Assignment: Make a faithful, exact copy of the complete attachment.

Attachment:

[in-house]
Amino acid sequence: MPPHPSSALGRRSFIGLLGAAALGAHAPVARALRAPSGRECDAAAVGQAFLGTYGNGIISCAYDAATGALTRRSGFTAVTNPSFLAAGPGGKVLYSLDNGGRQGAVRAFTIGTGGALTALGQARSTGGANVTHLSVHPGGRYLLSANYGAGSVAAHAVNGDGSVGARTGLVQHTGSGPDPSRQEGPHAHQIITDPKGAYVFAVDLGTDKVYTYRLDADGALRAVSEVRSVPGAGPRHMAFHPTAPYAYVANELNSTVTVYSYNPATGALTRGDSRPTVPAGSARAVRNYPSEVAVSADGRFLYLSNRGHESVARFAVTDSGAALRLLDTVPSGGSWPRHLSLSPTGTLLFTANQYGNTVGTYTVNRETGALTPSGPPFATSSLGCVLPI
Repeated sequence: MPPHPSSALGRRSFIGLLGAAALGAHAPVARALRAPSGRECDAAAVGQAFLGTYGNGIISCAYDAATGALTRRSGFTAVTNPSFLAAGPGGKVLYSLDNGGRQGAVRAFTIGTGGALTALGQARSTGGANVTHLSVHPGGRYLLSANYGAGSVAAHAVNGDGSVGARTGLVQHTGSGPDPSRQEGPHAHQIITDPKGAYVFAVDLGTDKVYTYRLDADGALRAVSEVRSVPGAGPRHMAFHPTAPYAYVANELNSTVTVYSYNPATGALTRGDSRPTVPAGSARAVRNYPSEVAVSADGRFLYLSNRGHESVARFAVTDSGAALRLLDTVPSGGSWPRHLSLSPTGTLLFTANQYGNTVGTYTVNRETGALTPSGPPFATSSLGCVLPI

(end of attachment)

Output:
[in-house]
Amino acid sequence: MPPHPSSALGRRSFIGLLGAAALGAHAPVARALRAPSGRECDAAAVGQAFLGTYGNGIISCAYDAATGALTRRSGFTAVTNPSFLAAGPGGKVLYSLDNGGRQGAVRAFTIGTGGALTALGQARSTGGANVTHLSVHPGGRYLLSANYGAGSVAAHAVNGDGSVGARTGLVQHTGSGPDPSRQEGPHAHQIITDPKGAYVFAVDLGTDKVYTYRLDADGALRAVSEVRSVPGAGPRHMAFHPTAPYAYVANELNSTVTVYSYNPATGALTRGDSRPTVPAGSARAVRNYPSEVAVSADGRFLYLSNRGHESVARFAVTDSGAALRLLDTVPSGGSWPRHLSLSPTGTLLFTANQYGNTVGTYTVNRETGALTPSGPPFATSSLGCVLPI
Repeated sequence: MPPHPSSALGRRSFIGLLGAAALGAHAPVARALRAPSGRECDAAAVGQAFLGTYGNGIISCAYDAATGALTRRSGFTAVTNPSFLAAGPGGKVLYSLDNGGRQGAVRAFTIGTGGALTALGQARSTGGANVTHLSVHPGGRYLLSANYGAGSVAAHAVNGDGSVGARTGLVQHTGSGPDPSRQEGPHAHQIITDPKGAYVFAVDLGTDKVYTYRLDADGALRAVSEVRSVPGAGPRHMAFHPTAPYAYVANELNSTVTVYSYNPATGALTRGDSRPTVPAGSARAVRNYPSEVAVSADGRFLYLSNRGHESVARFAVTDSGAALRLLDTVPSGGSWPRHLSLSPTGTLLFTANQYGNTVGTYTVNRETGALTPSGPPFATSSLGCVLPI